MovieTowne is facing backlash after Guyanese accused the company of displaying “racist” and “culturally insensitive” props in its Halloween Haunted House.
A video taken by a recent visitor to the Haunted House showed characters painted brown and dressed in clothing similar to what was worn by enslaved Africans on plantations.
The props were hung by their arms with rope, which some Guyanese said were akin to a hangman’s noose.
“They bypassed ghosts, skeletons, Frankenstein to lynch Africans in a haunted house?? (sic) Who in their right mind even thought this was a good idea??” a woman commented on MovieTowne Guyana’s Facebook page.
“This is appalling on so many levels. I hope they recognize and acknowledge their error and fix it immediately. Sorry that this is paraded as entertainment in "celebration" of a holiday,” another woman commented.
Loop Caribbean News contacted MovieTowne Chairman and founder Derek Chin and he initially said that he had no comment on the matter since he did not see the videos or the social media posts.
However, he added: “When you have a white ghost, you want to have a black ghost then? Casper is racist? I know Casper the ghost for many years when I was a child…it was a white sheet.”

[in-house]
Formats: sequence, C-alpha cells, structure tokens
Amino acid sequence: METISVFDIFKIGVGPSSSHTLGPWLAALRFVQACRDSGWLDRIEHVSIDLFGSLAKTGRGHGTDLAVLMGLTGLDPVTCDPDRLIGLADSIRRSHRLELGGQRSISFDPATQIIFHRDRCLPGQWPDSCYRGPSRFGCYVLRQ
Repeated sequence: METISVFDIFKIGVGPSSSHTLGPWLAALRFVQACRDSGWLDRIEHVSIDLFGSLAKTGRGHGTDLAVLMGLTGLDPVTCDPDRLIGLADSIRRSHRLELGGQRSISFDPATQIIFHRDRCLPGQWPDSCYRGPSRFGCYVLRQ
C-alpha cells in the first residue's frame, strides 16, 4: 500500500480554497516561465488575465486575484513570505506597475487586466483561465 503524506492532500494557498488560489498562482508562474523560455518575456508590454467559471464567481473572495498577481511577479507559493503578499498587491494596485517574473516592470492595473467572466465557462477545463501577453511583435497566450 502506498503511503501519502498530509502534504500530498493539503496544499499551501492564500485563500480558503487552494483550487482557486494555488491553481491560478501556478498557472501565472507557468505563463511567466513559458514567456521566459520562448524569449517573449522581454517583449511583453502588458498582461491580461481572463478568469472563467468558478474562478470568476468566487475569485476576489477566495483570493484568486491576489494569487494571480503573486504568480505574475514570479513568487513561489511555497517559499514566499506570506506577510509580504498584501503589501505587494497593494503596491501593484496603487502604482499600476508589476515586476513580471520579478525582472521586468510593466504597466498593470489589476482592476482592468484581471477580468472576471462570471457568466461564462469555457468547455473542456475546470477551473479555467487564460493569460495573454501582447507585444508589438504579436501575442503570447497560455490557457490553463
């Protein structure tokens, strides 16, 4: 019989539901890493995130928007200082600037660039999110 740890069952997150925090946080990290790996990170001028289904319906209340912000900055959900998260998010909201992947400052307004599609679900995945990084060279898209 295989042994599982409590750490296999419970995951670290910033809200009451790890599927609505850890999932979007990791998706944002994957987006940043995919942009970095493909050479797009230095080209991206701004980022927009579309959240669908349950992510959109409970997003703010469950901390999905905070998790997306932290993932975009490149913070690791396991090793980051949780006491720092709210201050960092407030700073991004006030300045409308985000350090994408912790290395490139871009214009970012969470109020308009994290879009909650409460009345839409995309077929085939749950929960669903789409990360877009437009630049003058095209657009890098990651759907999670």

“I don’t know what black ghosts look like. Now they are taking things to another level.”
The Guyanese born businessman, who now resides in Trinidad and Tobago, noted that in today’s racially tense climate almost anything can be misinterpreted.
“When we talk about [race], you can interpret anything as you want it. There is this movement in the United States of taking down statues that depicted an era where they were slave masters or whatever or Christopher Columbus for that matter.
“We weren’t there in that time. We don’t know what the bad or the good was.”
Chin later contacted Loop Caribbean News after he spoke with his managers in Guyana and said he was “totally surprised” by the social media backlash since the pieces were created by the company Bravo Arts, which is owned by an Afro-Guyanese man.
“I have instructed them that maybe they should have red or yellow ghosts in the future,” Chin remarked.
Loop Caribbean News contacted Steve Douglas, the CEO of Bravo Arts, who denied that race played any part in his creation.
Douglas said he thought the matter was being blown out of proportion.
“The props were not hung by their necks or anything of the sort. If people looked at the dolls, they would see that they are tied by their hands. Race has nothing to do with it,” he remarked.